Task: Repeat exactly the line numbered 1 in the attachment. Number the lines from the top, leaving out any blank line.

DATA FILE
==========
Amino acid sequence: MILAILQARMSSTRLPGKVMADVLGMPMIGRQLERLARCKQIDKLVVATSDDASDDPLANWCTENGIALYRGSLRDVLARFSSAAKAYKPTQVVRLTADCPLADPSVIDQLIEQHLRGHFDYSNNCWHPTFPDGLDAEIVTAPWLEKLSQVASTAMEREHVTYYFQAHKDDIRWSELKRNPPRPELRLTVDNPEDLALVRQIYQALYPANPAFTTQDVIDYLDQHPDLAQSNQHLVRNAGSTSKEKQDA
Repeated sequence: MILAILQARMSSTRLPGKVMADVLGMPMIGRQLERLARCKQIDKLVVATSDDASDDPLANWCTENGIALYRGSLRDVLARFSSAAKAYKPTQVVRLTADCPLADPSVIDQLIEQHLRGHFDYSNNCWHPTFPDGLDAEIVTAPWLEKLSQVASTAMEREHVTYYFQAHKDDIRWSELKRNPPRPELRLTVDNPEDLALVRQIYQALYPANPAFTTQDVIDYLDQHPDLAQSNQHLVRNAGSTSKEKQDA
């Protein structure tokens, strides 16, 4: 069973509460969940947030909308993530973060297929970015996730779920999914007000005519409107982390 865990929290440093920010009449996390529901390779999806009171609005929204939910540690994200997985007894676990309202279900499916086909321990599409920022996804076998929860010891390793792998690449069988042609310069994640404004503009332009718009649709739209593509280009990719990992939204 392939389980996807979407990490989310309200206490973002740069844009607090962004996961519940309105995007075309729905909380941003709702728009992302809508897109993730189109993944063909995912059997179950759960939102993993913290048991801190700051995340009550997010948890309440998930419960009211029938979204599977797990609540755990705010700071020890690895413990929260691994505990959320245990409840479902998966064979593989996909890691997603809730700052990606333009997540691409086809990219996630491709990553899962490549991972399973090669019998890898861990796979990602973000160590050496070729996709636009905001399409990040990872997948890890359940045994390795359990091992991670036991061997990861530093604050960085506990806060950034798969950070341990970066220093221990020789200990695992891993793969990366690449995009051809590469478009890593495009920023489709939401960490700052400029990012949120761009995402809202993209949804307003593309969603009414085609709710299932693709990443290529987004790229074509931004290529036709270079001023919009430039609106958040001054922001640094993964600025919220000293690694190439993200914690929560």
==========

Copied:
Amino acid sequence: MILAILQARMSSTRLPGKVMADVLGMPMIGRQLERLARCKQIDKLVVATSDDASDDPLANWCTENGIALYRGSLRDVLARFSSAAKAYKPTQVVRLTADCPLADPSVIDQLIEQHLRGHFDYSNNCWHPTFPDGLDAEIVTAPWLEKLSQVASTAMEREHVTYYFQAHKDDIRWSELKRNPPRPELRLTVDNPEDLALVRQIYQALYPANPAFTTQDVIDYLDQHPDLAQSNQHLVRNAGSTSKEKQDA